One of the various denominations for the samba of the Santa Amaro region is samba de viola. And the viola referred to in this instance is the viola machete.
This is not the customary bowed viola — like a violin but bigger; the violas of Brazilian regional music are akin to twelve-string guitars…with four or five pairs of strings…and smaller bodies.
The body of the viola machete is smaller even than most viola variations, giving it a bright sound useful for cutting through the sound of percussion and making the instrument audible. Of penultimate origin in Portugal, and in ultimate origin on the island of Madeira off the coast of Morocco (or so thought by those who think of such things), the viola machete adapted perfectly to the musical needs of Africans in the Bahian Recôncavo.
Who played it in a manner quite unlike the Europeans who had brought it here, with repetitive, interlocking, kora-like patterns whirling like polyrhythmic dervishes through multi-kiltering percussion (much as their early-blues brothers in the United States Africanized the guitar in terms of not only microtones but in rhythmic complexity as well).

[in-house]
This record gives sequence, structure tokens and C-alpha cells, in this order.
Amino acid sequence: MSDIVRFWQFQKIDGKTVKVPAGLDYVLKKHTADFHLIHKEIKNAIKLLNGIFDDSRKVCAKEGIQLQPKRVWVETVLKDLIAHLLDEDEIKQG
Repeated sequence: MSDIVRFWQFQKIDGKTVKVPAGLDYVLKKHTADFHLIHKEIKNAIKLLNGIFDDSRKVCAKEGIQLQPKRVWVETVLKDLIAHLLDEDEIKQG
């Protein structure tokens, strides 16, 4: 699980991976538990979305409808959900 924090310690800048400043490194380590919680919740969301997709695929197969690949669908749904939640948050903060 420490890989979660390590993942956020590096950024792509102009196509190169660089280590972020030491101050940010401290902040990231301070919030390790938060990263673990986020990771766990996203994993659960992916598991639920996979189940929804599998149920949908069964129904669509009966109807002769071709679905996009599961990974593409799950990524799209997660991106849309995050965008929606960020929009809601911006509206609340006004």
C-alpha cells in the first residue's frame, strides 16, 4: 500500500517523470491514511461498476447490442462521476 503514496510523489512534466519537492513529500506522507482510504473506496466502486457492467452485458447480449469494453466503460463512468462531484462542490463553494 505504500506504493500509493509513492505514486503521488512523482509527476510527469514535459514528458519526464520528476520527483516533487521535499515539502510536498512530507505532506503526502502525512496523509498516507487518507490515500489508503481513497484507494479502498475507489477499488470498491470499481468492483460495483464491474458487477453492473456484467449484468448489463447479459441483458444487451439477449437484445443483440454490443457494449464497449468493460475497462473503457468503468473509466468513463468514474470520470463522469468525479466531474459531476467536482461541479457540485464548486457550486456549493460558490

Alas, time has passed and the viola machetes brought from Portugual have ceded to the heat, humidity and languour of the Recôncavo. Over the years a handful of native luthiers in the region have struggled to provide the instruments once left over from the big houses on the plantations, but few of the Recôncavo’s masters have in the past several decades been able to get their hands on one.
Now though, a group of young guys in the town of São Francisco do Conde — luthiers in their own right — are building the instrument and getting it into the hands of the highly unknown masters of an almost forgotten instrument in a place not many people in the world have ever heard of or would care about if they had. And it’s beautiful!
Below Milton Primo and Adson Sant’Anna deliver a new viola machete to Aurino de Jesus in the town of Maracangalha (made famous by the eponymous song by Dorival Caymmi)… It’s too bad Aurino doesn’t sing here…he has the voice of a keening angel.
For more information (em português) on this instrument and its place in the culture of the Recôncavo here’s Cássio Nobre’s dissertion: https://repositorio.ufba.br/ri/bitstream/ri/9143/1/Dissertacao%20Cassio%20Leonardo%20Nobre%20de%20Souza%20Lima.pdf